To make real progress, there comes a time when talk and process have to give way to action.
The state of Washington has a great opportunity to simultaneously create family-wage jobs, reduce carbon, promote economic stability and improve America’s energy security by making it less dependent on foreign oil. The Vancouver Energy terminal at the Port of Vancouver will provide all these benefits and more.
I have attended 10 to 12 public hearings over four years of process to permit the proposed private infrastructure investment. By state statute, the Energy Facility Site Evaluation Council (EFSEC) is supposed to complete its review of proposed major energy projects in one year. Maybe that’s unrealistic, but four years is much too long. In fact, the Legislature recently acted on, and Gov. Inslee signed into law, a bill calling on agencies to complete reviews within 24 months.
If electricians or other construction workers took three or four times as long as we’re supposed to complete a job, we would be fired or the word would get out and we would never be hired for another project. EFSEC needs to move on Vancouver Energy soon.
Vancouver Energy will create about 320 construction jobs and support 1,000 jobs annually through operations, support and induced activity. It will generate $2 billion in economic impact in the region, $22 million in state and local taxes during construction, $7.8 million in tax revenue annually, and over $40 million in fees to the port that can be used for further economic development.
In bringing Bakken crude oil to refineries in Washington and along the West Coast, Vancouver Energy will supply a product with up to 30 percent less carbon intensity than much of the oil those refineries currently use. This can produce the carbon-reduction equivalent of taking 250,000 cars off our roads each year. It can also displace up to 30 percent of the crude oil imported from foreign countries to the West Coast, making America stronger and more secure.
All this will be done while supplying petroleum that is essential to sustain the way people live, and essential for virtually every business and industry in the state, from aerospace, agriculture and high tech, to service and commercial businesses that depend on the transportation system.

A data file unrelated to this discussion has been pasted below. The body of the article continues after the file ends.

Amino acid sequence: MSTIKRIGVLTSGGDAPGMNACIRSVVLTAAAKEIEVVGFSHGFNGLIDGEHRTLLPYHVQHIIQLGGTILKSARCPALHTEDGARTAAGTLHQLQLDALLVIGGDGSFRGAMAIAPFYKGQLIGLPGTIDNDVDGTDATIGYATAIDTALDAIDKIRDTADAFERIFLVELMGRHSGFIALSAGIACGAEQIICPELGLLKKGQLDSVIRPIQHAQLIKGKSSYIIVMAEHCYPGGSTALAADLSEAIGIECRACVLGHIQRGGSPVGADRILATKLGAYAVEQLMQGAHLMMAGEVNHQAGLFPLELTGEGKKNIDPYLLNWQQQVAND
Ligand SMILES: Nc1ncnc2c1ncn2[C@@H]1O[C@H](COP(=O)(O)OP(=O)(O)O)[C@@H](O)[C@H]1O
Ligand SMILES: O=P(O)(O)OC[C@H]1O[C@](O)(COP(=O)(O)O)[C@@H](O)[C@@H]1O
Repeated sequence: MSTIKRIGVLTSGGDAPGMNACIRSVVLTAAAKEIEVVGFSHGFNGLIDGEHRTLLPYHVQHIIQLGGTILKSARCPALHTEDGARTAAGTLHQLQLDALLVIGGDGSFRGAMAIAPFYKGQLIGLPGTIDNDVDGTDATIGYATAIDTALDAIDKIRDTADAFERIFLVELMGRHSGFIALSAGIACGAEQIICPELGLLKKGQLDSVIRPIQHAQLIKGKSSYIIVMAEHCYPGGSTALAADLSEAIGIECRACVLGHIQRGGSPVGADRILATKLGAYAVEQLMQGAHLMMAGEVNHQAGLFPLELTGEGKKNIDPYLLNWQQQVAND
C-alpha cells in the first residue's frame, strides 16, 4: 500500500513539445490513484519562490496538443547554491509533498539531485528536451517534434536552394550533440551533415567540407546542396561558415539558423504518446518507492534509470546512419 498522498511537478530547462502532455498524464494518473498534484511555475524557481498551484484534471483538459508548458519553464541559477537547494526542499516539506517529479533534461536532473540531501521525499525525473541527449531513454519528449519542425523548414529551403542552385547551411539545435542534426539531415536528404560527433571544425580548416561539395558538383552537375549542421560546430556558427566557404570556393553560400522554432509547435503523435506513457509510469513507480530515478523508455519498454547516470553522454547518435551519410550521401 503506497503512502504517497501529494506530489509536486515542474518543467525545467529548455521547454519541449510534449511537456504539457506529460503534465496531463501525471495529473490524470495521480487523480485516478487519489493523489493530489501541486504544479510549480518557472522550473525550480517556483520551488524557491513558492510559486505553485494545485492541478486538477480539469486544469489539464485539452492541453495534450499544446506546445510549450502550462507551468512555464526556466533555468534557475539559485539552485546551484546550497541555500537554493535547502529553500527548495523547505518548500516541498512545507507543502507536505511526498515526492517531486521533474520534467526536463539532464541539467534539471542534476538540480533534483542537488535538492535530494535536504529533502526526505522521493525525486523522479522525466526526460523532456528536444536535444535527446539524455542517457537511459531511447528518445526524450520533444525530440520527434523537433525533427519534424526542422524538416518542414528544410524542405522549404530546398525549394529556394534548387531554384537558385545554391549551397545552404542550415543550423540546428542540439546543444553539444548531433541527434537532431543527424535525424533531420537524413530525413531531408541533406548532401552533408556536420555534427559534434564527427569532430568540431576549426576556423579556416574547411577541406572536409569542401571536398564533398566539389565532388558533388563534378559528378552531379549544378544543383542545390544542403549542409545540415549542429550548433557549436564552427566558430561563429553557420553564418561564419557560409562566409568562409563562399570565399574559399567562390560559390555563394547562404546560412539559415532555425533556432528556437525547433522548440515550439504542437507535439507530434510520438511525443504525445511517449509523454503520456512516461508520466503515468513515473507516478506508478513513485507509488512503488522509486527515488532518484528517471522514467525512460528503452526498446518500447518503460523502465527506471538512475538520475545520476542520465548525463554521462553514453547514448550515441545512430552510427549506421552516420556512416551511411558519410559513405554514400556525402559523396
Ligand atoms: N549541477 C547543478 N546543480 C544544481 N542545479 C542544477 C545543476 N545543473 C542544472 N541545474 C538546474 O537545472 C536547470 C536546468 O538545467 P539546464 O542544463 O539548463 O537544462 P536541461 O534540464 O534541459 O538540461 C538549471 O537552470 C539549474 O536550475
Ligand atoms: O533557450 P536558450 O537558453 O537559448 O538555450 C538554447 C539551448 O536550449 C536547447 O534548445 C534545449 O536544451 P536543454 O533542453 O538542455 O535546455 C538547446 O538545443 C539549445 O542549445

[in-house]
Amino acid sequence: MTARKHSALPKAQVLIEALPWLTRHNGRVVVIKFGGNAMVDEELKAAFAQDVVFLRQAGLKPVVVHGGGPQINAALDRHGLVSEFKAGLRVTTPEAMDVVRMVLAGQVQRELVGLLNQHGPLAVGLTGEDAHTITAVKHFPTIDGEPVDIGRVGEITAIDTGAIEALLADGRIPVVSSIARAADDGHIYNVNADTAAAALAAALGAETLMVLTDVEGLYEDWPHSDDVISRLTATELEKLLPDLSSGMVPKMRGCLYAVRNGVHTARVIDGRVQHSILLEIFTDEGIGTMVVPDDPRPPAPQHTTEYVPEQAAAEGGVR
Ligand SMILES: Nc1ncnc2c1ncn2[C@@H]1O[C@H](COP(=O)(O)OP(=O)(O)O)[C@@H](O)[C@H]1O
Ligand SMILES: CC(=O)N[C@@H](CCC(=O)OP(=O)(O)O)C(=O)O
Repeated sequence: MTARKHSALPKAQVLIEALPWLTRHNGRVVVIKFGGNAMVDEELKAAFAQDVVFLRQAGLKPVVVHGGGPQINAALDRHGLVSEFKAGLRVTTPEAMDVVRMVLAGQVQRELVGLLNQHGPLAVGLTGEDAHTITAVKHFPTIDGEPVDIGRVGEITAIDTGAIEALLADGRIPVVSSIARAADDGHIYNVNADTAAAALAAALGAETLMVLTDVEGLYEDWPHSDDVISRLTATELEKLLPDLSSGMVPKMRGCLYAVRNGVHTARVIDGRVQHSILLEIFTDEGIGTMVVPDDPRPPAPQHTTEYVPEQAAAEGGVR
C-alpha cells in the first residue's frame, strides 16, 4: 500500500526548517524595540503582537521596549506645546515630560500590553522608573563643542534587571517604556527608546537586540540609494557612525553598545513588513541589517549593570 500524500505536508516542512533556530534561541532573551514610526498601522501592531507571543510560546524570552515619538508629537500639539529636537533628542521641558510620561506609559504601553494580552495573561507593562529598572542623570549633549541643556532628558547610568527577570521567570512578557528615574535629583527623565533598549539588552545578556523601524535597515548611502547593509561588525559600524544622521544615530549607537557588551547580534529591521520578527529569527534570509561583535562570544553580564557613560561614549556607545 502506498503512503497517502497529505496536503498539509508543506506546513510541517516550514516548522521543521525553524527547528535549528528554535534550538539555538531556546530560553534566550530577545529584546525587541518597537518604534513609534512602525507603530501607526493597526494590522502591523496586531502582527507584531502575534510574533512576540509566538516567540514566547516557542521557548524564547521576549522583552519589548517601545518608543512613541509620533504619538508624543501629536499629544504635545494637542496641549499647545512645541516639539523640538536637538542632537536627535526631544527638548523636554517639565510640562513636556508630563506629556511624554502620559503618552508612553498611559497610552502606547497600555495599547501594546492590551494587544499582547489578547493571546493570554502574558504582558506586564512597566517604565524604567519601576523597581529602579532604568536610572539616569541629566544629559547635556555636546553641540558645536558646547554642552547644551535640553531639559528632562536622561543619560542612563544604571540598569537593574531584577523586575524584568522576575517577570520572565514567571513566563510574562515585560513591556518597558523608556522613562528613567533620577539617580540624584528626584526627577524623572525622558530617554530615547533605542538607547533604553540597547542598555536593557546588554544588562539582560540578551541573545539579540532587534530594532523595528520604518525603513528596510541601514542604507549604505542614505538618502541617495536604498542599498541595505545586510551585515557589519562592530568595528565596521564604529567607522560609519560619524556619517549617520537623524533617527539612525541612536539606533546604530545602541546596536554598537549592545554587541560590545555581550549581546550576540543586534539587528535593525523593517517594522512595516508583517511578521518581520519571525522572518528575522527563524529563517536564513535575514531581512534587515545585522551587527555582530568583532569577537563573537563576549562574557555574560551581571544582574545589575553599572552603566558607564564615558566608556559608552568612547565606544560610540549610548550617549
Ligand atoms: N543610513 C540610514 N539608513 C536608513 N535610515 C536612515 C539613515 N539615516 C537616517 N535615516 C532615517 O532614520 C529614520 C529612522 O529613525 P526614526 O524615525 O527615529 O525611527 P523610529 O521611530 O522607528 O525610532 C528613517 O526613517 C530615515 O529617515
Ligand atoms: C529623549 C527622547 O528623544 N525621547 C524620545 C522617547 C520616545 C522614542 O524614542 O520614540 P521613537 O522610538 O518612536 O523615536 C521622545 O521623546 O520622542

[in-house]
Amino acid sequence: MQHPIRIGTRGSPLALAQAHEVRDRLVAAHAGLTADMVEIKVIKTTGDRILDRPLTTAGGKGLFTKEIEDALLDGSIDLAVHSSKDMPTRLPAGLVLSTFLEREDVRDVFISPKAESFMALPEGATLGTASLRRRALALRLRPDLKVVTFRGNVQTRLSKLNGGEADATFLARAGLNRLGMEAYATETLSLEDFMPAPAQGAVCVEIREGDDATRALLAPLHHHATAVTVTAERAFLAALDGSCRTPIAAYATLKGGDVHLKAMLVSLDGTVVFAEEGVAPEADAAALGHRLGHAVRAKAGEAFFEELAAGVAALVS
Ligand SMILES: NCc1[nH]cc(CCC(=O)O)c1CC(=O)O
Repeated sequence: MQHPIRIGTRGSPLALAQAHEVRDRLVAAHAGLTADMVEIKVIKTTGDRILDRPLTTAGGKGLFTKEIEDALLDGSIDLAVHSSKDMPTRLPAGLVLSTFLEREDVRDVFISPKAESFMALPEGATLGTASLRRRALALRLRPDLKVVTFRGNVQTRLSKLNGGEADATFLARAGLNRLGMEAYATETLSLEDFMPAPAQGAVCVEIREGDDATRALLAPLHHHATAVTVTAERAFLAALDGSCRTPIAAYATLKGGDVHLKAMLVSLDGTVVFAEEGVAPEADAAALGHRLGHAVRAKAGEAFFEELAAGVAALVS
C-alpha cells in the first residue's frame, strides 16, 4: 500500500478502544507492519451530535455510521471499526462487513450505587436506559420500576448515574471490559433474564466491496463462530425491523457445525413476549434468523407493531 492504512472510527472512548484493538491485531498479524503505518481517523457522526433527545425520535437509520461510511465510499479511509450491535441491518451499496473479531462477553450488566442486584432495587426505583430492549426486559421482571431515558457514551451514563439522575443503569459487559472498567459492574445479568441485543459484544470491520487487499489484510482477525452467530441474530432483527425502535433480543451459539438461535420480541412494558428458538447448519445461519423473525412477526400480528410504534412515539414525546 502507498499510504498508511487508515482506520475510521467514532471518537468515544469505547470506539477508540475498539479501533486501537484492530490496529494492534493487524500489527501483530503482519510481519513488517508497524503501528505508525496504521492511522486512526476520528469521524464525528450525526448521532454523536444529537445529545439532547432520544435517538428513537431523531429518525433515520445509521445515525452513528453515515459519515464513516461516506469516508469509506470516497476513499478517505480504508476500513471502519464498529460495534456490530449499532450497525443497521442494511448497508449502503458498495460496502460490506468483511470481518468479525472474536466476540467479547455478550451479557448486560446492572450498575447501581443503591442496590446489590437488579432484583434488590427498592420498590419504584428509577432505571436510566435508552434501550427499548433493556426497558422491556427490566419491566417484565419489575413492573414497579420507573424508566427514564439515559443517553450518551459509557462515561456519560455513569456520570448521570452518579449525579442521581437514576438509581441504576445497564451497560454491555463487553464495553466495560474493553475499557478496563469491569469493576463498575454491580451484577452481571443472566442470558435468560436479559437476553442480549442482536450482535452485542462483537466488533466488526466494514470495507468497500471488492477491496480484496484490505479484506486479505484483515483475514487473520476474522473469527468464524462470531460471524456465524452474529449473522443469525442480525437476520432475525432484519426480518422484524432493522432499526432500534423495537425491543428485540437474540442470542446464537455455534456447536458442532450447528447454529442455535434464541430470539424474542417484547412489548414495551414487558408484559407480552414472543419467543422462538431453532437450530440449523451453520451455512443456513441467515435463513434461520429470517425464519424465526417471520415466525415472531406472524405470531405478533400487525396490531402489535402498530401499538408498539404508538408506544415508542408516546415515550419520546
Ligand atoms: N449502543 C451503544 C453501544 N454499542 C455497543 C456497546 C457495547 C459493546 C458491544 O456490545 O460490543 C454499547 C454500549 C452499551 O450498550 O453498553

Some opposed to Vancouver Energy say Vancouver and Southwest Washington “can do better.” But many members of the International Brotherhood of Electrical Workers (IBEW) Local 48 and other construction trades in Southwest Washington can’t find work in their communities. Some are working in Oregon and having to pay Oregon taxes. They are hungry to work on this side of the river closer to where they live. Families and small businesses struggling to make ends meet need action to create jobs locally.
The Port of Vancouver USA solicited proposals for a crude oil transfer terminal because it has the deep-water port, rail connections and is the closest and most direct connection from the Midwest to West Coast refineries.
Opponents express concerns about public safety and environmental impacts, or deny the need for the project.
But EFSEC’s Draft Environmental Impact Statement (DEIS) on Vancouver Energy found no significant public safety or environmental impacts and no reasonable alternative to the project, and said current demand for petroleum will continue. It found that spills or other incidents at the facility or in the transport of crude oil by rail and ship are highly unlikely.
Regional Locals belonging to the IBEW and both the Columbia Pacific Building and Construction Trades Council and Washington Building and Construction Trades Council endorse Vancouver Energy. These organizations represent more than 100,000 construction trade union members across the state. They want to help ensure Vancouver Energy is built and operated safely while benefitting from the family-wage jobs it will create.
Our members are excited at the prospect of working closer to home with the Vancouver Energy terminal.
We need EFSEC to complete its work with a positive recommendation, and for Gov. Inslee to approve it.
Mike Bridges is a business representative for the International Brotherhood of Electrical Workers Local 48 and is president of the Longview/Kelso Building Trades Council.